Thursday, March 10, 2011

Pop! Goes The Weasel, No, The Water

In my ever thrilling stay at NYP, as the homies call it, I have had basically nothing happen. Well, that changed. Starting on February 15th I was leakin' some clear stuff outta "down there." It was not a ton but was way more stuff coming out than was normal. The doc had a look and was absolutely certain it was not amniotic fluid. In his defense he did a swab and it was negative. However, given certain creepy and gross events to be detailed momentarily, I can tell you without a doubt that it was absolutely amniotic fluid. There is a lot of stuff people don't mention about pregnancy and birth. Weird stuff constantly running out of every orifice is one of those things. So here is the creepy and gross part. At about 3am on the morning of February 17th I awoke to find my pad, underwear and pants soaked through with this mystery fluid. I called the nurse who was a floater from labor and delivery.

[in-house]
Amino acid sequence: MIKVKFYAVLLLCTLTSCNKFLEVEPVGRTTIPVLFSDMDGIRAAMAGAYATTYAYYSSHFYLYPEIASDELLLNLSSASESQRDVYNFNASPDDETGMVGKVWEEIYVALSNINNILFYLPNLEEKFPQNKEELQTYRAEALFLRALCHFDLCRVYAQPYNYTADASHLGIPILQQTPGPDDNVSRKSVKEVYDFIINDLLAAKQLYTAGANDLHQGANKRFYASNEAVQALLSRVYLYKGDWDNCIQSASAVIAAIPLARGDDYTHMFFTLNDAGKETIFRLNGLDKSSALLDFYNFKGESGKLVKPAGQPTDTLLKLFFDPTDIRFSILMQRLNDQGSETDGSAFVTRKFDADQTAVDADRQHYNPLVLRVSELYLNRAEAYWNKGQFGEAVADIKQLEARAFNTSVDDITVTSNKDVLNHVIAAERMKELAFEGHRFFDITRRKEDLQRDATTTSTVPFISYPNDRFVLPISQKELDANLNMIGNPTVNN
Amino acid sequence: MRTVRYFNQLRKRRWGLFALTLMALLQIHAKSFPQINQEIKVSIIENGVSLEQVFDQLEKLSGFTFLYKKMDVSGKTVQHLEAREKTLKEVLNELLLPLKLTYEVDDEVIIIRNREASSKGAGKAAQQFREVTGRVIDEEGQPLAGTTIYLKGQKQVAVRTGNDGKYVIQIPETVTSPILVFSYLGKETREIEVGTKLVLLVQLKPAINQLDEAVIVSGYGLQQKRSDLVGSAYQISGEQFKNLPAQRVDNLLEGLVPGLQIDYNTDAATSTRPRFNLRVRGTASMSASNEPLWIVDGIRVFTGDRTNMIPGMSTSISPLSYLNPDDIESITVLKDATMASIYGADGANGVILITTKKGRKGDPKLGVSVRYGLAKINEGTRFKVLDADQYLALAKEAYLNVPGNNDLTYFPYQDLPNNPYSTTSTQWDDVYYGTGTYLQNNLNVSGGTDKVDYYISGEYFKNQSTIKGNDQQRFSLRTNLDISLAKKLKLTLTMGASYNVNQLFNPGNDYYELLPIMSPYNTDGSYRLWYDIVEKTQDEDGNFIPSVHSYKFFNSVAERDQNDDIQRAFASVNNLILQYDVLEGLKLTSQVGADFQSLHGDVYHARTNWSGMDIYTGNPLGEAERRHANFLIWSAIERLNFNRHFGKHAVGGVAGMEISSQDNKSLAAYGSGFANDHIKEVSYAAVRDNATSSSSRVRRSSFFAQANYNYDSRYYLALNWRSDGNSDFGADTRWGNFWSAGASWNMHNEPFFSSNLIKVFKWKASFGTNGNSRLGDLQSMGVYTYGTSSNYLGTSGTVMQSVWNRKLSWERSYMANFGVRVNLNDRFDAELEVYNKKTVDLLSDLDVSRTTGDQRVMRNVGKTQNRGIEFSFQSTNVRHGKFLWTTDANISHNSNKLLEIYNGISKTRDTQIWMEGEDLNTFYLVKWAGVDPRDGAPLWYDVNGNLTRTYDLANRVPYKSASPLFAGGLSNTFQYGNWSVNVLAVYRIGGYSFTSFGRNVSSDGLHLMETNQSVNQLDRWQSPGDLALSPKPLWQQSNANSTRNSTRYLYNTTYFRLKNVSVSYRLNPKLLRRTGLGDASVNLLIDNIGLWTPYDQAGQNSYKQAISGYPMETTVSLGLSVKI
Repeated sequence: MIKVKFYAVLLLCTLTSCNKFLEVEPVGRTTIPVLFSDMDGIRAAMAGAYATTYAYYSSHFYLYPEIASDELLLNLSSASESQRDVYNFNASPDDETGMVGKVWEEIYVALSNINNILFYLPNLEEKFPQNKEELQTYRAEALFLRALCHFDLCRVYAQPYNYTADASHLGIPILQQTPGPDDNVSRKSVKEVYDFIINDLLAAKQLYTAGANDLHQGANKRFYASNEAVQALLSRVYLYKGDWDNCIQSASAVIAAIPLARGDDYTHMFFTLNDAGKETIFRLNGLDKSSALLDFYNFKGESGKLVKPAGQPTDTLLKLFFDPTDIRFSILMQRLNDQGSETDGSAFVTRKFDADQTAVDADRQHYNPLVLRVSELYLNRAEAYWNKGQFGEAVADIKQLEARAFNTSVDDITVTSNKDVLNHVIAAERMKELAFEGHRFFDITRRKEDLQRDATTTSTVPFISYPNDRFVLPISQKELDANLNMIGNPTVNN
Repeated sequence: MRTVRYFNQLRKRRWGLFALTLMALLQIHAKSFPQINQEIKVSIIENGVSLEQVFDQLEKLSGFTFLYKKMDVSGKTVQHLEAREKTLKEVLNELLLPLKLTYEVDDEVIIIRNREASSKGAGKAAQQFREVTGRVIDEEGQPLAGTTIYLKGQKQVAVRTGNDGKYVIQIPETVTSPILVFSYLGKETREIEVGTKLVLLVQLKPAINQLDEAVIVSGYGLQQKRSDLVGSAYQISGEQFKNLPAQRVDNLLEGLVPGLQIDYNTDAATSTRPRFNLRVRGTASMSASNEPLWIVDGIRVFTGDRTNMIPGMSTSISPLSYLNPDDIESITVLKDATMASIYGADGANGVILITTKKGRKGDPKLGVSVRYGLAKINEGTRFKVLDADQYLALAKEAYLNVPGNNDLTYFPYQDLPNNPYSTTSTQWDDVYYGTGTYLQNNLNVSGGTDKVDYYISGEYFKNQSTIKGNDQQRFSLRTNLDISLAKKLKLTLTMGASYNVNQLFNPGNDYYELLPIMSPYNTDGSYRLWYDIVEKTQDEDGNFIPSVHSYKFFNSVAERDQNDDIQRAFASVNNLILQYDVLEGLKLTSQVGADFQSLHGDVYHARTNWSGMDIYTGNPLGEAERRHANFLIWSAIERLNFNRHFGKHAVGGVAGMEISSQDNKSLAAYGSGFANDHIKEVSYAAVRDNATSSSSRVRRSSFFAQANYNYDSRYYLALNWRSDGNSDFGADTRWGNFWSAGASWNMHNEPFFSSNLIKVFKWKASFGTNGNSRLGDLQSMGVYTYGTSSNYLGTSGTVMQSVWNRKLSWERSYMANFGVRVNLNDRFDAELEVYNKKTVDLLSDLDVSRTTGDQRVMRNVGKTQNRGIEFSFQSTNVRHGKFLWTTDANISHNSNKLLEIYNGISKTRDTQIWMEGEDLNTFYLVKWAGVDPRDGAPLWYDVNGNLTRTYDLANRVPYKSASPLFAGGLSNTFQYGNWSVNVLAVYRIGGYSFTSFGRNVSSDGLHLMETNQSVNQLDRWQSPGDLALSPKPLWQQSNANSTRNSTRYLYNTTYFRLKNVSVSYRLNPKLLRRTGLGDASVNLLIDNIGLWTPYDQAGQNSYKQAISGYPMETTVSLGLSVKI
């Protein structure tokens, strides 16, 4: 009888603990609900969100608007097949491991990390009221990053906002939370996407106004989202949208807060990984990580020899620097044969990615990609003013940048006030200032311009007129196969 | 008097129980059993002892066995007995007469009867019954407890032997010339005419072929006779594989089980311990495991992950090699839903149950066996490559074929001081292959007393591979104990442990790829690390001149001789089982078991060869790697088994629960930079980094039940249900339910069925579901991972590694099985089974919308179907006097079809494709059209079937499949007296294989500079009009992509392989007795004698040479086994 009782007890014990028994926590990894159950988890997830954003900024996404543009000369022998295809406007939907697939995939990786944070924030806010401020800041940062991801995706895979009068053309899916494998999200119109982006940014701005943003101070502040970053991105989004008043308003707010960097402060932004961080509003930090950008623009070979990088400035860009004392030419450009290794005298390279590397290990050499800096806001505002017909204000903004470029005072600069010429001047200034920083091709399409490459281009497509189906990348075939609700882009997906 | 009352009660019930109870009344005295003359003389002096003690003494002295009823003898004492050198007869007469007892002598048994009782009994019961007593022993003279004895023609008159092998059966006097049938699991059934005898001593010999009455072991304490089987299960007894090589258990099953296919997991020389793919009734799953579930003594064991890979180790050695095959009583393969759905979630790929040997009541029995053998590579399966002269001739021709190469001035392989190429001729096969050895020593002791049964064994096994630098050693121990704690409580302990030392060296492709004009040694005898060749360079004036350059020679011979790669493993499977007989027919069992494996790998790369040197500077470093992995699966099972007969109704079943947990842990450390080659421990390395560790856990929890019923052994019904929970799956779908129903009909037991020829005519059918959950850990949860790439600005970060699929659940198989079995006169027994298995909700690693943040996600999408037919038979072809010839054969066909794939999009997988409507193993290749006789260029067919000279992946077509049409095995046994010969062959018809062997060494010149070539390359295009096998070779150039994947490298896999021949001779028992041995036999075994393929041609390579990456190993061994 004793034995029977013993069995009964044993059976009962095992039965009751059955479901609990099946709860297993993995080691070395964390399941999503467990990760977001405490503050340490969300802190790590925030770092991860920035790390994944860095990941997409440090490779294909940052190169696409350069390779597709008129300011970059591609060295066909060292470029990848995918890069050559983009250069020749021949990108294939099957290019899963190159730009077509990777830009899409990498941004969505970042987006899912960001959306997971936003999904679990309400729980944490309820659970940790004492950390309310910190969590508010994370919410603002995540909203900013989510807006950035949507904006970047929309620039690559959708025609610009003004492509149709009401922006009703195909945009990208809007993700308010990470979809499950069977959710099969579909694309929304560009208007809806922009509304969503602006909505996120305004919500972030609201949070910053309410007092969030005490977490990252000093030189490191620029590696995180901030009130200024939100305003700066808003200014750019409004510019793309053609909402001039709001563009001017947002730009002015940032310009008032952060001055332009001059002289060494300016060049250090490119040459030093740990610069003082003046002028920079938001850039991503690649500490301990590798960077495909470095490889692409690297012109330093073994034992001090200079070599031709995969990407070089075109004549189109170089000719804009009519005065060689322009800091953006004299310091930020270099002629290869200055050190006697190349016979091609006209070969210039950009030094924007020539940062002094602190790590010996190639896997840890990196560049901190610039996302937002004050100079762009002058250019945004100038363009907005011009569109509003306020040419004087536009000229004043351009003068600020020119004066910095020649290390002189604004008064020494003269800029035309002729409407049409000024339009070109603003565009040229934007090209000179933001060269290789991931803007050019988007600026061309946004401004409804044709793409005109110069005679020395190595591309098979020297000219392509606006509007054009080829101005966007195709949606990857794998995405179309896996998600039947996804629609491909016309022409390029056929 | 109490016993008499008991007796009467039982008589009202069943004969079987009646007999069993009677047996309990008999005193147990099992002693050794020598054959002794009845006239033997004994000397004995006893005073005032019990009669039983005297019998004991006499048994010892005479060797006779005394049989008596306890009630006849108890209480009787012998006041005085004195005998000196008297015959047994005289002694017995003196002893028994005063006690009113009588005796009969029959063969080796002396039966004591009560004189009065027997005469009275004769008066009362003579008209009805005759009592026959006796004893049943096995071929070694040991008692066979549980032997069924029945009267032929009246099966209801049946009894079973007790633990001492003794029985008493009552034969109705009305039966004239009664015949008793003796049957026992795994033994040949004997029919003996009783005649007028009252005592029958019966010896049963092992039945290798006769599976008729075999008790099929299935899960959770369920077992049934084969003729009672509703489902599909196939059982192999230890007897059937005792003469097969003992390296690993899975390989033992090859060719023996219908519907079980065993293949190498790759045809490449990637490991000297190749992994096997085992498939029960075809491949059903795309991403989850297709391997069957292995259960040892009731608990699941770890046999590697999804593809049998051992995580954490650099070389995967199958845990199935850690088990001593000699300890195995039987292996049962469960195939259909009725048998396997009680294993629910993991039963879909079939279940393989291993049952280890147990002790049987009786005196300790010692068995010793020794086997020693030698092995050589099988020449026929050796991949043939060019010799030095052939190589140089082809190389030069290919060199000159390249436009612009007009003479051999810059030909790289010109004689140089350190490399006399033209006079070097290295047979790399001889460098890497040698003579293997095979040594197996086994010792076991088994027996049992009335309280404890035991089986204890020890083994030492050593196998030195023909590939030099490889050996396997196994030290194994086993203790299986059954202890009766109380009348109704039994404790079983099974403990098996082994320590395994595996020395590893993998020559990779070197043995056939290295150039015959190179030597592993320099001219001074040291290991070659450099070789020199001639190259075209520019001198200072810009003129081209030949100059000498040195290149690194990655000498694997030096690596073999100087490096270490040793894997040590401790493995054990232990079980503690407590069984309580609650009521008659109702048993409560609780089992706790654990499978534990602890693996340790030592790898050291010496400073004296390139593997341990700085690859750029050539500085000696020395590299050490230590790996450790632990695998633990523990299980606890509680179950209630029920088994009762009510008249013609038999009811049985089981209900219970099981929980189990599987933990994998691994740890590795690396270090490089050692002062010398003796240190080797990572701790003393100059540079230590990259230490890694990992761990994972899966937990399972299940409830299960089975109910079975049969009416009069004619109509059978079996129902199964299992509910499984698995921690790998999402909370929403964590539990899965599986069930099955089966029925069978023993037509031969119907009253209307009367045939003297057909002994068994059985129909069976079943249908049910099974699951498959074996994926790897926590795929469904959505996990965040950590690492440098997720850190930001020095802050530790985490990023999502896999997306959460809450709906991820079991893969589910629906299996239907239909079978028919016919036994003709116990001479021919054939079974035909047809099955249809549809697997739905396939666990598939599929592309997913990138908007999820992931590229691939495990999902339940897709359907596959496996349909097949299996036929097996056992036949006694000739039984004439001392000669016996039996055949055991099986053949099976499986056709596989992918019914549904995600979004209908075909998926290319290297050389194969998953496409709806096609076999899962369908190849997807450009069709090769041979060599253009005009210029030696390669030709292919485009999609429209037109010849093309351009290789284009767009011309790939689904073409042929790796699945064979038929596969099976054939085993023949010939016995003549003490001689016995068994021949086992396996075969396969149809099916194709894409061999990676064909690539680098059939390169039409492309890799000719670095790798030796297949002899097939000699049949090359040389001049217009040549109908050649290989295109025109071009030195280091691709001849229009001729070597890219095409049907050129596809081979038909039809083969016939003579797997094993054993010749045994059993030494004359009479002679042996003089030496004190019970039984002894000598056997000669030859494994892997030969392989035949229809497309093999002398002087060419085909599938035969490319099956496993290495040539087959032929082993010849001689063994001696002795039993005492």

"Hey Floater [names have been changed to protect the innocent] um, do you think you could come here for just a sec?"

"Sure"

Click.

I went into the bathroom and changed my pad and undies and took off my pants. I made sure to leave it all on the sink for the nurse. You know nurses, it makes them feel special when you leave them little gifts like that. Crazy girls. I then sat on the side of my bed kindof in shock. Floater came in.

"Hey. So, a lot of fluid just came out of me and soaked through my pad and pants and stuff. It's on the sink"

"I'll be right back. We will put you on the monitor."

She came back with a swab and swabbed the pad. I watched. Its sort of a weird situation. I mean, yeah, I'm socially awkward but I don't think even the suavest of ladies would have known the appropriate thing to do.

"Okay. It is amniotic fluid. Let's get you on the monitors. Go lay down."

That's when the drama hit. Before I even got to the bed there were four or five nurses in there undressing me, putting IVs in, poking and prodding, getting a stretcher, calling the doctor, etc. This is when I got the shakes. Partly because I was naked (for a few minutes) and freezing and partly because it was a bit dramatic. I wasn't freaking out, not my style, and thankfully was still cracking jokes keepin those nurses laughing. I was shaking uncontrollably. It was seriously ridiculous.